Thursday and Friday of Milan Fashion Week feature some of the biggest-banging talents of the city. From Thursday morning at Max Mara all the way through Friday night at Versace, it's a vortex of luxury, shoes, salami, Aperol, and gossip. Read on for highlights from shows like Prada, Versace, Missoni, Fendi, Etro, and more.
Between the loud rock music, lavender dunes, platform shoes, and Gemma Ward, there was a lot to take in at Prada. And as with most Prada shows, I'm still thinking about it days later. Some of the dresses reminded me of the underside of upholstered furniture, when you realize that something rich and beautiful is held together with stitches, muslin, and nails — but that only makes you love it more.
Everyone seemed happy to see Ward return to modeling on the Prada runway after a six-year absence. Post-show, we saw her and Lily Donaldson catching up over big bowls of pasta. Very nice.
Etro will always be one of my favorite shows, simply because the designers feed their audience salami and fresh juices. They also provide each seat with a rectangular pillow made of salvage Etro fabrics (handy for when I needed a nap in the car later). Then the show starts, and nothing is annoyingly complicated. No one needs Shazam to figure out the music ("Riders on the Storm" by the Doors), and you can already imagine the irony-free parade of Pocahontas caftans on a yacht.
Friday, a.k.a., "shoe day," felt like it had about 100 shoe presentations. It's heaven, basically, because who doesn't love looking at shoes? Sergio Rossi showed his new collection in an apartment I wanted to live in with grey walls and rare modern furniture. This season's theme, Matisse, translated into primary colors, dynamic lines, and graphic shapes. Expect these to be all over Art Basel Miami.
I have to admit, I nearly gave up on trying to get into the Moschino show when the mob outside became so intense, it nearly crushed people at the front of the line. I persevered, and as soon as Aqua's classic "Barbie Girl" came on, the audience recovered from the ordeal of the arrival. I'll have this song stuck in my head for the next week, so let me inflict that on you:
Moschino also wins the award for this season's most coveted front-row swag: an actual Barbie. I overheard several editors say they were taking them for "their kids."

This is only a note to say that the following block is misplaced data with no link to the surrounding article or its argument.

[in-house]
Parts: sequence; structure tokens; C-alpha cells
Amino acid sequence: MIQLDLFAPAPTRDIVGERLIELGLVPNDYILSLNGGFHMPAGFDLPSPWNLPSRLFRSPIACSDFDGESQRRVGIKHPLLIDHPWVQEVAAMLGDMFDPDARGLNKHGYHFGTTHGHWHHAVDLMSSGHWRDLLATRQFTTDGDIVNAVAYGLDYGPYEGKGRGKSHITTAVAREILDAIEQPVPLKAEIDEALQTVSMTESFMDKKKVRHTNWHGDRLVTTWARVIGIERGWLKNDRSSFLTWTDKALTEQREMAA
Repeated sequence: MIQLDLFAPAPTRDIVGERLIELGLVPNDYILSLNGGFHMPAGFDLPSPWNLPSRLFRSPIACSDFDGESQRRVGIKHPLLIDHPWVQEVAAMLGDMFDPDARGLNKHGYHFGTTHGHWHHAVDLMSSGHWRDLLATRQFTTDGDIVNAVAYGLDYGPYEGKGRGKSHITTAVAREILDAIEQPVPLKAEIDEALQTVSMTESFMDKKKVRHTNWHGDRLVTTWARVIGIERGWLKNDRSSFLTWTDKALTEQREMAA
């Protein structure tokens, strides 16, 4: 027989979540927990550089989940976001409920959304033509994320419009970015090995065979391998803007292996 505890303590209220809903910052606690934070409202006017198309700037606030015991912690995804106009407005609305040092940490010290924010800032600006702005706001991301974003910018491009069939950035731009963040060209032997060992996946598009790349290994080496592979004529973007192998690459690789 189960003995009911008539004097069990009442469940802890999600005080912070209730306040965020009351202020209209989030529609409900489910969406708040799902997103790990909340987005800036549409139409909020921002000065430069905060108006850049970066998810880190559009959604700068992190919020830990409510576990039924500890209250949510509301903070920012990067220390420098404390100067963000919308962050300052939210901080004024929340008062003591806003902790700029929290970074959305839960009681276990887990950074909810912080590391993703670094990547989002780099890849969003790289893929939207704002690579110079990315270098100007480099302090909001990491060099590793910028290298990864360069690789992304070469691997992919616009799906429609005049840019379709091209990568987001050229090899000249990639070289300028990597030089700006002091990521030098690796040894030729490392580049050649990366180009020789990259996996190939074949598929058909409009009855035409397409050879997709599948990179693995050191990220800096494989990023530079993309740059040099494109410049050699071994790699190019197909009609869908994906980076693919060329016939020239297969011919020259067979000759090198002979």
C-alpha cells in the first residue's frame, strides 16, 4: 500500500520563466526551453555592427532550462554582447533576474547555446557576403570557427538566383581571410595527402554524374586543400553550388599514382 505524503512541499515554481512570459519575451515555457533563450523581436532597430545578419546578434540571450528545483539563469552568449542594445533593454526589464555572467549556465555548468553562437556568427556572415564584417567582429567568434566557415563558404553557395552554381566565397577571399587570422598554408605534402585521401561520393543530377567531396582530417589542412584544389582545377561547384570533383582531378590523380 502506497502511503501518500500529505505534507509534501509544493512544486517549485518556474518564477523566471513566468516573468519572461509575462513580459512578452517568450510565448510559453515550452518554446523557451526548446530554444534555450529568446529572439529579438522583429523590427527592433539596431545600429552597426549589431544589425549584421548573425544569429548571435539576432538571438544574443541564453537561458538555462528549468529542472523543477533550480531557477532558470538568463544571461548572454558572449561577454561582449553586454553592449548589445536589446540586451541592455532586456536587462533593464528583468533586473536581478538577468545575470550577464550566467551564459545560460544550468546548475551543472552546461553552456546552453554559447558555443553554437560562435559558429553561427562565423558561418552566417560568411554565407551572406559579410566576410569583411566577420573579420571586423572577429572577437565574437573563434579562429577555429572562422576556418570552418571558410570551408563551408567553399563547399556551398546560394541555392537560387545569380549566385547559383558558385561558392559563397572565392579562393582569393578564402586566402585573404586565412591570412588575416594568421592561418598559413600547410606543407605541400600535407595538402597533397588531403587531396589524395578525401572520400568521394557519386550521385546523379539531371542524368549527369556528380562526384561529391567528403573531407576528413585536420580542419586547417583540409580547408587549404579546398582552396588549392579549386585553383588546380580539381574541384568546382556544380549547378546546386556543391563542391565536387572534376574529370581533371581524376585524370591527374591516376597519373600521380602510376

Speaking of dress-up dolls, I am beginning to worry about Anna Dello Russo.
Meanwhile, Amy Adams looked stunning in blue sitting front row at Max Mara. I felt like I'd already seen her everywhere, though, as she's the face of the fall campaign, which is on a billboard right outside of my hotel.
According to the beautifully printed notes, Fendi had both an architectural and conceptual inspiration this season. The arched stage set was based on the Palazzo Della Civiltà Italiana, and Karl Lagerfeld dropped a Nietzsche reference in the notes as well, saying "the past and history are now beyond 'good and evil,'" and reminding us that "Inspiration is like the desire of the human heart. But it has to be filtered and transgressed." Of course.
Missoni knows how to do a turban. And that's no small feat. Toward the end of the pastel collection of printed silk maxidresses and zigzags, a remarkable song came on: The tune was Prince's "Nothing Compares 2 U," but the words, sung in a beautiful high voice, seemed to be Mandarin. Further investigation revealed it to be the work of Fatima Al Qadiri, my new obsession. Listen:
Before Versace, it seemed like the entire U.S. press met for drinks in the lobby of the Four Seasons, which is just a few doors down from the show venue. Imagine the high-school cafeteria, but with Aperol, blanched almonds, and designer clothing.
Rebecca Ramsey and I finished off the marathon two days with dinner with friends at an excellent off-the-beaten-path restaurant called La Voliera, at which there was, thankfully, not a soul we recognized. Merciful, as it had been two 15-hour days with the same crew.
Still to come: Marni, Jil Sander, Bottega Veneta, Roberto Cavalli, Emilio Pucci, Ferragamo, and more! Stay tuned.